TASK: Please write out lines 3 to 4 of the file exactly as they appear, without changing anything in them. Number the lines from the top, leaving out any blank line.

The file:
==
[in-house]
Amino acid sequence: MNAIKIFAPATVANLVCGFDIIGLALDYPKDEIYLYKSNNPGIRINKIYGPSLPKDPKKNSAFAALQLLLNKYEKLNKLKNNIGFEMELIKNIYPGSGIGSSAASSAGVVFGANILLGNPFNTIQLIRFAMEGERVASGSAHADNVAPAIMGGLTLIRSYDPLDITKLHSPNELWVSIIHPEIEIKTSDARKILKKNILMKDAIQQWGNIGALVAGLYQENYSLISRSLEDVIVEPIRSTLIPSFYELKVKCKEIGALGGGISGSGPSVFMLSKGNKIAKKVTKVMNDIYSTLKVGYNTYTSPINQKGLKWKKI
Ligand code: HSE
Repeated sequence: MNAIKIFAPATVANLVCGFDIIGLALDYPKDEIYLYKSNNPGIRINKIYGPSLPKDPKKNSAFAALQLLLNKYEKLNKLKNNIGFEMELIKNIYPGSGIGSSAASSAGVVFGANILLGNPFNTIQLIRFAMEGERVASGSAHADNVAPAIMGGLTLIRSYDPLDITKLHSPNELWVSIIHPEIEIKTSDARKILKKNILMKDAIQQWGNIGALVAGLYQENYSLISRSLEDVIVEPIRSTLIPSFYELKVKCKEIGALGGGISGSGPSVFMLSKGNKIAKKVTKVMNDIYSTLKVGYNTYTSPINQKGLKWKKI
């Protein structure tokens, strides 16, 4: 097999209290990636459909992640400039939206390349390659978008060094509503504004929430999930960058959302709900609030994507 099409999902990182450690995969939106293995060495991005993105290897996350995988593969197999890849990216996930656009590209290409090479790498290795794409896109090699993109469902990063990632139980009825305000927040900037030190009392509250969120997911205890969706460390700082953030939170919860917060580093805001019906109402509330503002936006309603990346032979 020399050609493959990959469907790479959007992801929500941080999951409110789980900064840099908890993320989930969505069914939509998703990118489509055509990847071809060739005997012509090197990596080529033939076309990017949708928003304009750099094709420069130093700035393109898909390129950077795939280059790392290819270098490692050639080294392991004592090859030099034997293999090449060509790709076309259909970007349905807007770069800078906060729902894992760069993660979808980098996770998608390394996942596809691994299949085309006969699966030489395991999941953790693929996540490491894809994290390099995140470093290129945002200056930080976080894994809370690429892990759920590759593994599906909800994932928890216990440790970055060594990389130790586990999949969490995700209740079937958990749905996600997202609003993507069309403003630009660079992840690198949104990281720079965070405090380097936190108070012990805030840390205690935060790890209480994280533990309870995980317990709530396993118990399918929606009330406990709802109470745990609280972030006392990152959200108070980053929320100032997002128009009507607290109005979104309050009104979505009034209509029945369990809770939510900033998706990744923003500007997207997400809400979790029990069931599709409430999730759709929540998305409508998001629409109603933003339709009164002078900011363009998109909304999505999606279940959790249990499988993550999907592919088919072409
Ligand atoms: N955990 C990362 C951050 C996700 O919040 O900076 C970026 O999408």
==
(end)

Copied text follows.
Ligand code: HSE
Repeated sequence: MNAIKIFAPATVANLVCGFDIIGLALDYPKDEIYLYKSNNPGIRINKIYGPSLPKDPKKNSAFAALQLLLNKYEKLNKLKNNIGFEMELIKNIYPGSGIGSSAASSAGVVFGANILLGNPFNTIQLIRFAMEGERVASGSAHADNVAPAIMGGLTLIRSYDPLDITKLHSPNELWVSIIHPEIEIKTSDARKILKKNILMKDAIQQWGNIGALVAGLYQENYSLISRSLEDVIVEPIRSTLIPSFYELKVKCKEIGALGGGISGSGPSVFMLSKGNKIAKKVTKVMNDIYSTLKVGYNTYTSPINQKGLKWKKI